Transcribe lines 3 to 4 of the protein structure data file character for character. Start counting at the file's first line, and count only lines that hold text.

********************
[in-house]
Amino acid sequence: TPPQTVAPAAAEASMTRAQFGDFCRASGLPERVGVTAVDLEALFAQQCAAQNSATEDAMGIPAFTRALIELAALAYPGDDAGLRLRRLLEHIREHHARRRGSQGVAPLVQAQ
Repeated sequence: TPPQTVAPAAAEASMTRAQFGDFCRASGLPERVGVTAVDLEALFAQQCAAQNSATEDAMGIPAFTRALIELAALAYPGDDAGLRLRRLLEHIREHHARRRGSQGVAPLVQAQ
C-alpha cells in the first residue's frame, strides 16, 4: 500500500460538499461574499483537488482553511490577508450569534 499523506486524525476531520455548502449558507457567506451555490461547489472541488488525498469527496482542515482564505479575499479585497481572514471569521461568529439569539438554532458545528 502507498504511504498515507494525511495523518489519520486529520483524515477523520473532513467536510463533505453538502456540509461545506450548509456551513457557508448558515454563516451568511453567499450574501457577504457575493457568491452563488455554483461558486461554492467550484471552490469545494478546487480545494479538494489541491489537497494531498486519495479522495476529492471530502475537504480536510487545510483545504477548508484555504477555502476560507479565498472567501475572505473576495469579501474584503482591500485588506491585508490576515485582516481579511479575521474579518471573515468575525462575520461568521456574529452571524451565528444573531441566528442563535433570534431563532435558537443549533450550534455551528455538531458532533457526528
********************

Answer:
Repeated sequence: TPPQTVAPAAAEASMTRAQFGDFCRASGLPERVGVTAVDLEALFAQQCAAQNSATEDAMGIPAFTRALIELAALAYPGDDAGLRLRRLLEHIREHHARRRGSQGVAPLVQAQ
C-alpha cells in the first residue's frame, strides 16, 4: 500500500460538499461574499483537488482553511490577508450569534 499523506486524525476531520455548502449558507457567506451555490461547489472541488488525498469527496482542515482564505479575499479585497481572514471569521461568529439569539438554532458545528 502507498504511504498515507494525511495523518489519520486529520483524515477523520473532513467536510463533505453538502456540509461545506450548509456551513457557508448558515454563516451568511453567499450574501457577504457575493457568491452563488455554483461558486461554492467550484471552490469545494478546487480545494479538494489541491489537497494531498486519495479522495476529492471530502475537504480536510487545510483545504477548508484555504477555502476560507479565498472567501475572505473576495469579501474584503482591500485588506491585508490576515485582516481579511479575521474579518471573515468575525462575520461568521456574529452571524451565528444573531441566528442563535433570534431563532435558537443549533450550534455551528455538531458532533457526528